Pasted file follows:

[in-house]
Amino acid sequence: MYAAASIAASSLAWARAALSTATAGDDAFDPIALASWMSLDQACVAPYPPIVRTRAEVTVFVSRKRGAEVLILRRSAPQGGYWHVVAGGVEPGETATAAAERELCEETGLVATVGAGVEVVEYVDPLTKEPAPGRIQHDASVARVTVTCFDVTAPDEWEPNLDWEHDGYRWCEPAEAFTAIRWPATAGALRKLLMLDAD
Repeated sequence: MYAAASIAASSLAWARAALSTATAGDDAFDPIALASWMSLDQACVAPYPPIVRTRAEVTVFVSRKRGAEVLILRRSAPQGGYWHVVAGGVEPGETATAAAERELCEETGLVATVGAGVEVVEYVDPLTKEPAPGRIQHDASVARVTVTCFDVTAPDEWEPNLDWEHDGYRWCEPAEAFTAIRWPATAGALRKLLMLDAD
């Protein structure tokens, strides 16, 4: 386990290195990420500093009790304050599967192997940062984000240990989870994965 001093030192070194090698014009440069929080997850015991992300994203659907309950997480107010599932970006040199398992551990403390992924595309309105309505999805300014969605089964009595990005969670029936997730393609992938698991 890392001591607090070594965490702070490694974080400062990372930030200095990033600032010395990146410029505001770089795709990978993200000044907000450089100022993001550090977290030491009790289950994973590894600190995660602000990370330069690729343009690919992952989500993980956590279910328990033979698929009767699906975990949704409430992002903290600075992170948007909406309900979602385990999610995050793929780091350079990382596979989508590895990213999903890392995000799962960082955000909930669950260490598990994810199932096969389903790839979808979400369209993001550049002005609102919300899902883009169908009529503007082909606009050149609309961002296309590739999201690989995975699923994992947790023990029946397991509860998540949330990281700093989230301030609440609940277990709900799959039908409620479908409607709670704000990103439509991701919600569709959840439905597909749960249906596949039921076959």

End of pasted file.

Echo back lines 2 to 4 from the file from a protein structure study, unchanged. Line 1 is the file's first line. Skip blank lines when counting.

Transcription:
Amino acid sequence: MYAAASIAASSLAWARAALSTATAGDDAFDPIALASWMSLDQACVAPYPPIVRTRAEVTVFVSRKRGAEVLILRRSAPQGGYWHVVAGGVEPGETATAAAERELCEETGLVATVGAGVEVVEYVDPLTKEPAPGRIQHDASVARVTVTCFDVTAPDEWEPNLDWEHDGYRWCEPAEAFTAIRWPATAGALRKLLMLDAD
Repeated sequence: MYAAASIAASSLAWARAALSTATAGDDAFDPIALASWMSLDQACVAPYPPIVRTRAEVTVFVSRKRGAEVLILRRSAPQGGYWHVVAGGVEPGETATAAAERELCEETGLVATVGAGVEVVEYVDPLTKEPAPGRIQHDASVARVTVTCFDVTAPDEWEPNLDWEHDGYRWCEPAEAFTAIRWPATAGALRKLLMLDAD
């Protein structure tokens, strides 16, 4: 386990290195990420500093009790304050599967192997940062984000240990989870994965 001093030192070194090698014009440069929080997850015991992300994203659907309950997480107010599932970006040199398992551990403390992924595309309105309505999805300014969605089964009595990005969670029936997730393609992938698991 890392001591607090070594965490702070490694974080400062990372930030200095990033600032010395990146410029505001770089795709990978993200000044907000450089100022993001550090977290030491009790289950994973590894600190995660602000990370330069690729343009690919992952989500993980956590279910328990033979698929009767699906975990949704409430992002903290600075992170948007909406309900979602385990999610995050793929780091350079990382596979989508590895990213999903890392995000799962960082955000909930669950260490598990994810199932096969389903790839979808979400369209993001550049002005609102919300899902883009169908009529503007082909606009050149609309961002296309590739999201690989995975699923994992947790023990029946397991509860998540949330990281700093989230301030609440609940277990709900799959039908409620479908409607709670704000990103439509991701919600569709959840439905597909749960249906596949039921076959």